Two civil rights organisations have written to President Cyril Ramaphosa requesting that he withdraws from a Power FM interview about women abuse. Picture: Jairus Mmutle/GCIS

Durban - Two civil rights organisations have written to President Cyril Ramaphosa requesting that he withdraws from Thursday evening's Power FM interview about women abuse, which will be conducted by the station's boss Given Mkhari. 

The organisations, Soul City Institute and Wise4Africa, accused Mkhari of being a woman abuser. The interview was scheduled to take place on the talk show radio station’s Chairman’s Conversation show at 6pm. 

The complaints by the two organisations surfaced despite the National Prosecuting Authority (NPA) late last year withdrawing charges against Mkhazi of allegedly assaulting his businesswoman wife Ipeleng.  

“We believe that your (Ramaphosa) appearance will give indirect endorsement to Mr Mkhari and further entrench the belief that there are no social consequences to violence behavior.

“We also believe that your appearance will minimise the nature of the problem and taint the credibility of the Presidency in dealing with violence against women,” said Soul City’s Lebogang Ramafolo in the letter to Ramaphosa. 

The organisation commended Ramaphosa for being exemplary in fight against abuse but reminded him that Ipeleng, who is the Motseng Investment Holdings CEO and SA Properties Association president, had earlier last year opened an assault case against her husband who is the chairperson of MSG Afrika.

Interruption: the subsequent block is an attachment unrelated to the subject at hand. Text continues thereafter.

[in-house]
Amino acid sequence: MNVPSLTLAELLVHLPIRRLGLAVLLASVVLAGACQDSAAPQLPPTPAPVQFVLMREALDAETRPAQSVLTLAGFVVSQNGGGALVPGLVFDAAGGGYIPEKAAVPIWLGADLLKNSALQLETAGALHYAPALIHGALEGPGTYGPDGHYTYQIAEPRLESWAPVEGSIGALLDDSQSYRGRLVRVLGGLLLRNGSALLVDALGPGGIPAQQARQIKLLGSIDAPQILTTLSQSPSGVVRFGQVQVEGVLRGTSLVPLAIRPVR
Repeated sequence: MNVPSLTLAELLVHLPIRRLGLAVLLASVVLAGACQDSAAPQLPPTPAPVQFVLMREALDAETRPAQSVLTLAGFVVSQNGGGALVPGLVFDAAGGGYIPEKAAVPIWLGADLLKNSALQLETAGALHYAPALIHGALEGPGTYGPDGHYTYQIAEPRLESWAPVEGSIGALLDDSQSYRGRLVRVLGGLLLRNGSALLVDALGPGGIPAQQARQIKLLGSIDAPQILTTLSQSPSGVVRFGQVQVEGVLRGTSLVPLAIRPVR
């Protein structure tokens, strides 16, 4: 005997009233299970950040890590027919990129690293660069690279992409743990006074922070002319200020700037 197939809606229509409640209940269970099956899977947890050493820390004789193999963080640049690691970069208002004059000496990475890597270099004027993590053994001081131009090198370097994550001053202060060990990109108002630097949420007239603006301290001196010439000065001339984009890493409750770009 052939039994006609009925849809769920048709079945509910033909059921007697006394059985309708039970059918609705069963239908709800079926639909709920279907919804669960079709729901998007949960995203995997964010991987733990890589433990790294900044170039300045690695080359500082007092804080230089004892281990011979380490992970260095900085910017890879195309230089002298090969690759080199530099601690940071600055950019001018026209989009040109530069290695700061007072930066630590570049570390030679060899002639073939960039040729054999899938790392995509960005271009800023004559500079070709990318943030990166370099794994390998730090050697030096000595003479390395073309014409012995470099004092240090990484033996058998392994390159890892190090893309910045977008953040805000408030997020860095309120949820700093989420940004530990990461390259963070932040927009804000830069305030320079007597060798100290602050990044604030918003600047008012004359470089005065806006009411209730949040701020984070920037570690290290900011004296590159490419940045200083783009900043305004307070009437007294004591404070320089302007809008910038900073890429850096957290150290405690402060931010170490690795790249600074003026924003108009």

The case was withdrawn in the Randburg Magistrate's Court.

Ramafolo told Ramaphosa that Mkhari had failed to respect his listeners by explaining to them his “unacceptable conduct”.

“We are aware that Mrs. Mkhari has since withdrawn her criminal case against her husband.

“But we still believe that Mr. Mkhari, if he wants to be considered a leader, driving pertinent conversations about the development of the country, [he] should account about his behaviour, especially since this event happens in the middle of the country focusing on violence against women,” said Ramafolo. 

Ramafolo had on Thursday, a few hours before Mkhari spoke to Ramaphosa, told Phemelo Motene’s About Life Happens show on SAFM that it was wrong for Ramaphosa to share the gender-based violence conversation with Mkhari. 

Wise4Africa said Mkhari cannot avoid talking about the issue by hiding behind privacy. 

“Domestic violence is not a private matter, especially when a case has been lodged.

“It may happen in private but it has tremendous public consequences that call for every citizen to be accountable,” said the organisation.

It further said South African should be united against this type of violence. 

“We at the Wise Collective believe it is in poor taste for the Honourable President to participate [in] this Chairman’s Conversation with not only someone who has been accused of domestic violence but also one who refuses to account to the very public he uses to espouse values of  transparency and the power of speaking out,” read Wise4Africa leader to the president.   

Political Bureau